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Global gene expression profiling was performed using RNA from human embryonic neural stem cells (hENSC), and adult human olfactory bulb-derived neural stem cells (OBNSCs), to define a gene expression pattern and signaling pathways that are specific for each cell lineage. We have demonstrated large differences in the gene expression profile of human embryonic NSC, and adult human OBNSCs, but less variability between parallel cultures. Transcripts of genes involved in neural tube development and patterning (ALDH1A2, FOXA2), progenitor marker genes (LMX1a, ALDH1A1, SOX10), proliferation of neural progenitors (WNT1 and WNT3a), neuroplastin (NPTN), POU3F1 (OCT6), neuroligin (NLGN4X), MEIS2, and NPAS1 were up-regulated in both cell populations. By Gene Ontology, 325 out of 3875 investigated gene sets were scientifically different. 41 out of the 307 investigated Cellular Component (CC) categories, 45 out of the 620 investigated Molecular Function (MF) categories, and 239 out of the 2948 investigated Biological Process (BP) categories were significant. KEGG Pathway Class Comparison had revealed that 75 out of 171 investigated gene sets passed the 0.005 significance threshold. Levels of gene expression were explored in three signaling pathways, Notch, Wnt, and mTOR that are known to be involved in NS cell fates determination. The transcriptional signature also deciphers the role of genes involved in epigenetic modifications. SWI/SNF DNA chromatin remodeling complex family, including SMARCC1 and SMARCE1, were found specifically up-regulated in our OBNSC but not in hENSC. Differences in gene expression profile of transcripts controlling epigenetic modifications, and signaling pathways might indicate differences in the therapeutic potential of our examined two cell populations in relation to in cell survival, proliferation, migration, and differentiation following engraftments in different CNS insults.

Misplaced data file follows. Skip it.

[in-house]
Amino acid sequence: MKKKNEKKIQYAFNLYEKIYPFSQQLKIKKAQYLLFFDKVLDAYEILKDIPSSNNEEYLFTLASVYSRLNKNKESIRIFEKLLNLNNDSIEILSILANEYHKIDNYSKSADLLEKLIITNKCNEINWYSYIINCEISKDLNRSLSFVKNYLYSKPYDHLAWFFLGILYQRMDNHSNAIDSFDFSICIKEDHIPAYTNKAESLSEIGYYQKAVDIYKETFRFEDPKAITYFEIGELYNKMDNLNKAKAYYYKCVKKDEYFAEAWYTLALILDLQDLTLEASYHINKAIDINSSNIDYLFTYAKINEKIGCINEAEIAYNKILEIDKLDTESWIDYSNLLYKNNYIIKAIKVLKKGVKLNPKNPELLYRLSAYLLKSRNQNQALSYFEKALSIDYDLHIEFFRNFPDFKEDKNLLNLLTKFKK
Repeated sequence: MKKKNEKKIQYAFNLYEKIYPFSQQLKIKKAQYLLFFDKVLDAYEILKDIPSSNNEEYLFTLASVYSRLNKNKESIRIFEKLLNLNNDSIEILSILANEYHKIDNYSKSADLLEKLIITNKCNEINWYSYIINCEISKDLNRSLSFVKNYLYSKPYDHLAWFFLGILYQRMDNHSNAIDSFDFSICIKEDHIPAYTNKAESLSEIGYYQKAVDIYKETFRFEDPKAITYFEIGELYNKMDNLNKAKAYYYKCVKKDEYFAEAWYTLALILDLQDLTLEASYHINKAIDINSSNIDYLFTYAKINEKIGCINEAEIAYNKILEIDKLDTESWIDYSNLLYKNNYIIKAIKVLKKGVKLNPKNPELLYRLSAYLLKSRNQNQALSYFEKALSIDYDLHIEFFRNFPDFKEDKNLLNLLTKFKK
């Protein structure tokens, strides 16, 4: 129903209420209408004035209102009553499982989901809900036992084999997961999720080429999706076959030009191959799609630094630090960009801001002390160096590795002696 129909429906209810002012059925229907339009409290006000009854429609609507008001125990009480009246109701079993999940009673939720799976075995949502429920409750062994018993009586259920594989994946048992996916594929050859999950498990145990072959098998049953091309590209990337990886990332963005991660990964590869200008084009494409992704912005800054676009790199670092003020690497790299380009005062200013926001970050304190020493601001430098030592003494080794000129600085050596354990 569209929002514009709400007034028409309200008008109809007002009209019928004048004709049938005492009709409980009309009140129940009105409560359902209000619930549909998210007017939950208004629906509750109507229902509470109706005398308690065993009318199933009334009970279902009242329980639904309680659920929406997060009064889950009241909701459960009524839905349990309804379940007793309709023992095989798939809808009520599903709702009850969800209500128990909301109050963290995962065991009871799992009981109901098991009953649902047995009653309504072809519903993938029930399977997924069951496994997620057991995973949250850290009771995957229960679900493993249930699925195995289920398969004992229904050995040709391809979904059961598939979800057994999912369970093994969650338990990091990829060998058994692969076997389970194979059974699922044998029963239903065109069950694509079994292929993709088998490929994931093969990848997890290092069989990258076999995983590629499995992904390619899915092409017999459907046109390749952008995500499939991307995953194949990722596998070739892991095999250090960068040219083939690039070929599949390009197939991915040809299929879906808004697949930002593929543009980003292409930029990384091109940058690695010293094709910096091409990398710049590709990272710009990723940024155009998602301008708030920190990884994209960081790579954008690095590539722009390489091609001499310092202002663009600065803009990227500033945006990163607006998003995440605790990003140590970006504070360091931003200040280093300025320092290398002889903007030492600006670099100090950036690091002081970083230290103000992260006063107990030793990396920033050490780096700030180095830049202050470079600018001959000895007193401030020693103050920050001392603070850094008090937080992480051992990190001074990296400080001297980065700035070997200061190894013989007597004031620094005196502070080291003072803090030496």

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What is Visualize?

JoVE Visualize is a tool created to match the last 5 years of PubMed publications to methods in JoVE's video library.

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In developing our video relationships, we compare around 5 million PubMed articles to our library of over 4,500 methods videos. In some cases the language used in the PubMed abstracts makes matching that content to a JoVE video difficult. In other cases, there happens not to be any content in our video library that is relevant to the topic of a given abstract. In these cases, our algorithms are trying their best to display videos with relevant content, which can sometimes result in matched videos with only a slight relation.